While traveling in the DPRK, we will be under auspices of Koryo Tours. They are by far the most experienced, most trusted company that offers travel to the DPRK.  Their connections go back over 20 years and they offer access to this secretive country that no one else can or does. During this art and architecture tour, we will gain access to buildings and sites that have previously remained closed to all other Western travelers.

The people behind Koryo Tours are responsible for, among other things, several interesting films on the DPRK.  Several of these films, including “A State of Mind,” “Crossing the Line,” and “The Game of Their Lives” offer a look into this mysterious country. I highly suggest watching what you can before the tour. All are available through Netflix.

But I’m inviting you to travel with me on a once-in-a-lifetime tour to a country like no other.

The sights in the DPRK are unlike those in any part of the world.  Many people who have traveled there have compared it to stepping into a time machine.  Pyongyang is an amazingly clean, modern showcase city: the jewel of the DPRK.  During the tour you’ll find a sparkling city, lined with trees, fountains and parks.  The architecture is what caused me to take a second look while traveling there. These were not your typical Stalinist-era concrete monstrosities. That’s when I first thought of a trip devised to have a focused look at its idiosyncratic design and often surprisingly playful nature.  The public art, while all supporting the vision of the DPRK’s founders, is quite powerful; the mosaics, statues and painting all impressive.

Dates are April 12—19, 2014. Travel is from Beijing to Pyongyang and back. Please visit the itinerary page for a detailed description of the tour.  We need to be in Beijing on the 10, and flights can be scheduled home as early as the the evening of the 19th.

PHOTO: via Noah Lang

Übercool Architecture Magazine Visits Bernal Home with Living Roof



Dwell is a glamorous San Francisco-based magazine about modern domestic architecture, and it’s no exaggeration to say that Dwell influences the design agenda for forward-thinking homeowners and residential architects nationwide.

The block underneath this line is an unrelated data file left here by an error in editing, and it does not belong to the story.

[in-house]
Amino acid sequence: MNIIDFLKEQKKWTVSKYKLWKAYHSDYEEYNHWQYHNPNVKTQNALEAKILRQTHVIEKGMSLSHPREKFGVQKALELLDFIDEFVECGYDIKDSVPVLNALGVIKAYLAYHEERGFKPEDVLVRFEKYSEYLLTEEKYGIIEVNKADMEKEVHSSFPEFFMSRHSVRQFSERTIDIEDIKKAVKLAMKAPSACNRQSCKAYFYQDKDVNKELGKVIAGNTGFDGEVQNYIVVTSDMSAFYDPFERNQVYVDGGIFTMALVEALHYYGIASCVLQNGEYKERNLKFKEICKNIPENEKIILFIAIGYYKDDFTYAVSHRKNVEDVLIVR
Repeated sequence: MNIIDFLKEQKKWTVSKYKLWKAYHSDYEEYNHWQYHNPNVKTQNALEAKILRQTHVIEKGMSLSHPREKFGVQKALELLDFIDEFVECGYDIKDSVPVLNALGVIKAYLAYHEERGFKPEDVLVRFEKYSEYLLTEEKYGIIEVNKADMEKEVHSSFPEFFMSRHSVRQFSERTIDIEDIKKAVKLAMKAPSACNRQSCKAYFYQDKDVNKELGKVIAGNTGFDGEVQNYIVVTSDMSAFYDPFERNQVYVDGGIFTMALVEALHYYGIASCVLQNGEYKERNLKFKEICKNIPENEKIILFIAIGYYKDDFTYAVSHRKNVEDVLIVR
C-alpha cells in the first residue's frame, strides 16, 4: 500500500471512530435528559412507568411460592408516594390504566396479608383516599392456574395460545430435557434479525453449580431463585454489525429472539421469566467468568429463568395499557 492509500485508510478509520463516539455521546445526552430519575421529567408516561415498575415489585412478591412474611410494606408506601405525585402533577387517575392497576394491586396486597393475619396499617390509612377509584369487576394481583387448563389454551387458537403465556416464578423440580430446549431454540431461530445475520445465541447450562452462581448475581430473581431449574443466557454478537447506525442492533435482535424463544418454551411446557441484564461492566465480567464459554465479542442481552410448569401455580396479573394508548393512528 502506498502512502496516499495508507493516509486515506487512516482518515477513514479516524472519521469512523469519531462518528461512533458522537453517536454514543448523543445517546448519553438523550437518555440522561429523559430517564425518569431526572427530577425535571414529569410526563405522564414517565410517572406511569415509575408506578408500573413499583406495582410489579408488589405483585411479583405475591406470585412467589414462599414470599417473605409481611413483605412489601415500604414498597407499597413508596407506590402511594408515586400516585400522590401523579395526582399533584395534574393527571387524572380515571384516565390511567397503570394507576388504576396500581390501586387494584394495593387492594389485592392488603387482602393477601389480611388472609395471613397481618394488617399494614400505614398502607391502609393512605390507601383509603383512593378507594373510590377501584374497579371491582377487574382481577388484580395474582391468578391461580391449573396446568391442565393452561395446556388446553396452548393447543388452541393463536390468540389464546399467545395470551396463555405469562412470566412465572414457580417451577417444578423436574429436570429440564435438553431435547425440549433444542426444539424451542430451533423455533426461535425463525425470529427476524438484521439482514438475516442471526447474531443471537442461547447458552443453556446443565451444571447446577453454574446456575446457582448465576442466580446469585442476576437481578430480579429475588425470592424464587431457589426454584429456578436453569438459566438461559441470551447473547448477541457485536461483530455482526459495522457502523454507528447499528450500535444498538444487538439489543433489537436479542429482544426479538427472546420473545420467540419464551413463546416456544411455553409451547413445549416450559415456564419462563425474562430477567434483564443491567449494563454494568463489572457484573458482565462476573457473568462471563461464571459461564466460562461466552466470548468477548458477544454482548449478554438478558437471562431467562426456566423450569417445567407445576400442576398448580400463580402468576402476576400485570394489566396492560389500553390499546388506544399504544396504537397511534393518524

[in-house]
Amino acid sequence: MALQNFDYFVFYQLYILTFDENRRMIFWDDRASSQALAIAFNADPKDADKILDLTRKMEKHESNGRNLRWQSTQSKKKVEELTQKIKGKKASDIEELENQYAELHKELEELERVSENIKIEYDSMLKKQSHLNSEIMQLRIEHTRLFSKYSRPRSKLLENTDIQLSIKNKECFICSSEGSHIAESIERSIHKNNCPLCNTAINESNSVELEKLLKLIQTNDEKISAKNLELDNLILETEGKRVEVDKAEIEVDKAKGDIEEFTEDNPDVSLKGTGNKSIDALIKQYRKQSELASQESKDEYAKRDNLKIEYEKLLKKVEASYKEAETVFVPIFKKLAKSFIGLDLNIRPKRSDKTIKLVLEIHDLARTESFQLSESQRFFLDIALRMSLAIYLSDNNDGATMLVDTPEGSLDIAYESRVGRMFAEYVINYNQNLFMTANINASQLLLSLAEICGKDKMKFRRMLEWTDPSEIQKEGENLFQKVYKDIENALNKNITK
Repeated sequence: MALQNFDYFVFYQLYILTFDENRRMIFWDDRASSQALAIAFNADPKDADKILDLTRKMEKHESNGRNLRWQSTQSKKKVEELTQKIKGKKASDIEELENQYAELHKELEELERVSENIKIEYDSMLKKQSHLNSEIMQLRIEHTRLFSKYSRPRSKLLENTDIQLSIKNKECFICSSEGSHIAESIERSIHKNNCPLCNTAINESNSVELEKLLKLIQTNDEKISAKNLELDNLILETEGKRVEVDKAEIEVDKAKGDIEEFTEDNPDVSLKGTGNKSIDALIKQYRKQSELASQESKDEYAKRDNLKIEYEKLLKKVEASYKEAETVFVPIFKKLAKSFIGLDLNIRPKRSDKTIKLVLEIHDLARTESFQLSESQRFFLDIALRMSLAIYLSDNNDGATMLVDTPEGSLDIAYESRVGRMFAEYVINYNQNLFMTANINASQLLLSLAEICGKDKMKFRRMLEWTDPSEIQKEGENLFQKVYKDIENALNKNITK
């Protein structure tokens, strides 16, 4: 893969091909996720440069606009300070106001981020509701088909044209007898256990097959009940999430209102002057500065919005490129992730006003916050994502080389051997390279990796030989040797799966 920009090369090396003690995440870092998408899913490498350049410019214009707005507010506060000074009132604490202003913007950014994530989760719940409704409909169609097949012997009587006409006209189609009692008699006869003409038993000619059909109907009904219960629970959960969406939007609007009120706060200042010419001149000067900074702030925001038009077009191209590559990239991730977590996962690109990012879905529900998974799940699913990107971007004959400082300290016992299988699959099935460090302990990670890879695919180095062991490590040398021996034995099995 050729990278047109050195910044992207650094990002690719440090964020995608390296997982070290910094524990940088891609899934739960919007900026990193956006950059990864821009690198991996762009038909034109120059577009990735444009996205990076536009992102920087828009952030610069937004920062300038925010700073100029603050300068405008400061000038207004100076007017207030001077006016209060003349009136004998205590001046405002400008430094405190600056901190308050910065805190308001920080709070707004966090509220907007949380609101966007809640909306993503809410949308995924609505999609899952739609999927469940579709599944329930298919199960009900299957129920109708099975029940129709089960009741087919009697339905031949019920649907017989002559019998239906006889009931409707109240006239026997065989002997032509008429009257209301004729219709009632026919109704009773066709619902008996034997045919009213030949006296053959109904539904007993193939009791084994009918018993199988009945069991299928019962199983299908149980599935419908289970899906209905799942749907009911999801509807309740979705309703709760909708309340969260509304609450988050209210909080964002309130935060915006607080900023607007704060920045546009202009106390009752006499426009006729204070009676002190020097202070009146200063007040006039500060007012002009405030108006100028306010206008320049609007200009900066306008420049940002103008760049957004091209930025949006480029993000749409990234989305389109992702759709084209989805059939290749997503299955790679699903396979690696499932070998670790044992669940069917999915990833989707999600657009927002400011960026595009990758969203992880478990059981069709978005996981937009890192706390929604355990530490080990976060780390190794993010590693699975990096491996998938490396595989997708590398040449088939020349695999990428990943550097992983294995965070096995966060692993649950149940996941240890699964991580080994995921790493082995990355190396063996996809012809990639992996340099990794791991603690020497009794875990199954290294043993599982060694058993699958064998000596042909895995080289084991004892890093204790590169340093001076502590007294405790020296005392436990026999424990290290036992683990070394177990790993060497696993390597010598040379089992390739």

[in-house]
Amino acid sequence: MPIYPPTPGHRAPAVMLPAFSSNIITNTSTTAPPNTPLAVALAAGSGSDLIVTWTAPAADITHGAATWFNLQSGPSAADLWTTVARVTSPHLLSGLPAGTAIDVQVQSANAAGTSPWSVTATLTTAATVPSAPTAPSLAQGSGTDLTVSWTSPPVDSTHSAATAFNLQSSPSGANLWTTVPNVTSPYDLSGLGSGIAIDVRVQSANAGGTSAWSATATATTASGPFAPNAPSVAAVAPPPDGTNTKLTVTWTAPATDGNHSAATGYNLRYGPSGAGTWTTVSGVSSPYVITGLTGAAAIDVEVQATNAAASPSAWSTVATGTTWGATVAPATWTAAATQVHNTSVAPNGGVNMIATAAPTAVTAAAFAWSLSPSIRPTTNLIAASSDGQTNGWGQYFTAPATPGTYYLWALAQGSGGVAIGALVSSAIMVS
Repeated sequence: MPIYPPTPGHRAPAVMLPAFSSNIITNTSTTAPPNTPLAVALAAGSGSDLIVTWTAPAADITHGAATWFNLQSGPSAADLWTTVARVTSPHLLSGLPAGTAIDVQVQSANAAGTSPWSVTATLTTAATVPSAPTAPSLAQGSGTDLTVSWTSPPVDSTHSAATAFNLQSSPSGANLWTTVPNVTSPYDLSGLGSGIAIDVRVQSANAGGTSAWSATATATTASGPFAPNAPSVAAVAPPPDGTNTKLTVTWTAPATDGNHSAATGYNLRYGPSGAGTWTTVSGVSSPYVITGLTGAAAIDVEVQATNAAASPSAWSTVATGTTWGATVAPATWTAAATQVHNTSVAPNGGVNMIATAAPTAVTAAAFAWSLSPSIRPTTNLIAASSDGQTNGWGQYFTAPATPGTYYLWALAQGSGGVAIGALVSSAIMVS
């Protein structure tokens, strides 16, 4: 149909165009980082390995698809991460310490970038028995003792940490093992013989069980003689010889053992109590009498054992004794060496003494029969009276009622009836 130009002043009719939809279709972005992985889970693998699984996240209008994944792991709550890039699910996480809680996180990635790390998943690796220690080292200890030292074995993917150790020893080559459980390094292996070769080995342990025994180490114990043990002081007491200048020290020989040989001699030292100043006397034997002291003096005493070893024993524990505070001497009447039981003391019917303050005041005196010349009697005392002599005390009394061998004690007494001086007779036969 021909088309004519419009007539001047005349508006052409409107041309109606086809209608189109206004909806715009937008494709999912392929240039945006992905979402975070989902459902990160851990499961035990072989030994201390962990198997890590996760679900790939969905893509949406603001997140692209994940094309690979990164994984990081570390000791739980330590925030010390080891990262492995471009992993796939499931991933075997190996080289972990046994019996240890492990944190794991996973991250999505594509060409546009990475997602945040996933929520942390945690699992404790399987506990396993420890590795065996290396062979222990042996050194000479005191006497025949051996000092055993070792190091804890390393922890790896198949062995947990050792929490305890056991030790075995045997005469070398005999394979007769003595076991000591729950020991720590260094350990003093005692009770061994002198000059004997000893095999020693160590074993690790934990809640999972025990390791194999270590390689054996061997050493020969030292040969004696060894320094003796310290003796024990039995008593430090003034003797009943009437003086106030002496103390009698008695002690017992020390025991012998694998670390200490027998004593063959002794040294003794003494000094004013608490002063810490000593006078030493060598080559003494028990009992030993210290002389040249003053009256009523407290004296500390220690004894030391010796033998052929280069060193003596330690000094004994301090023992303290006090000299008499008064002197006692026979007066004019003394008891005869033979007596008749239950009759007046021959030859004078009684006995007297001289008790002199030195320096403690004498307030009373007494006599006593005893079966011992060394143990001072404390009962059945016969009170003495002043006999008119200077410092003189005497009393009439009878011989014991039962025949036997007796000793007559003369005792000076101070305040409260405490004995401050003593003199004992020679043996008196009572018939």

In its current issue, Dwell celebrates Neighbor Peter and Neighbor Grace’s Bernal Heights home on Ellsworth, which features lovely landscaped gardens in the back yard and… on the roof:

Bernal Hill, one of San Francisco’s sunniest and least-developed spots, is a bare peak rising some 450 feet out 
of an otherwise densely packed neighborhood of charming turn-of-the-20th-century homes and shops. But whereas many manmade gardens are watered to be verdant year-round, Bernal Hill’s winter green and summer brown are a refreshing marker of the seasons. And that 
is exactly what designer Peter Liang desired atop his recently remodeled 2,000-square-foot home on the hill’s southern slope.

Now his 580-square-foot green roof is like a piece 
of the hill; its indigenous vegetation—seeded by birds and wind—is irrigated only by seasonal rain and dew.

Purple thistles, California poppies, clover, and dandelions have all taken root in the roughly ten-inch-deep, 
lightweight humus and grape-husk soil. Liang has even handcrafted naturalistic undulations in the roof’s terrain to serve as shields against night breezes for when he 
and his wife, Grace, slip up through a ceiling hatch to sleep under the stars.

PHOTOS: Ike Ideani for Dwell

New Renderings Reveal the St. Luke’s Hospital of Tomorrow, Today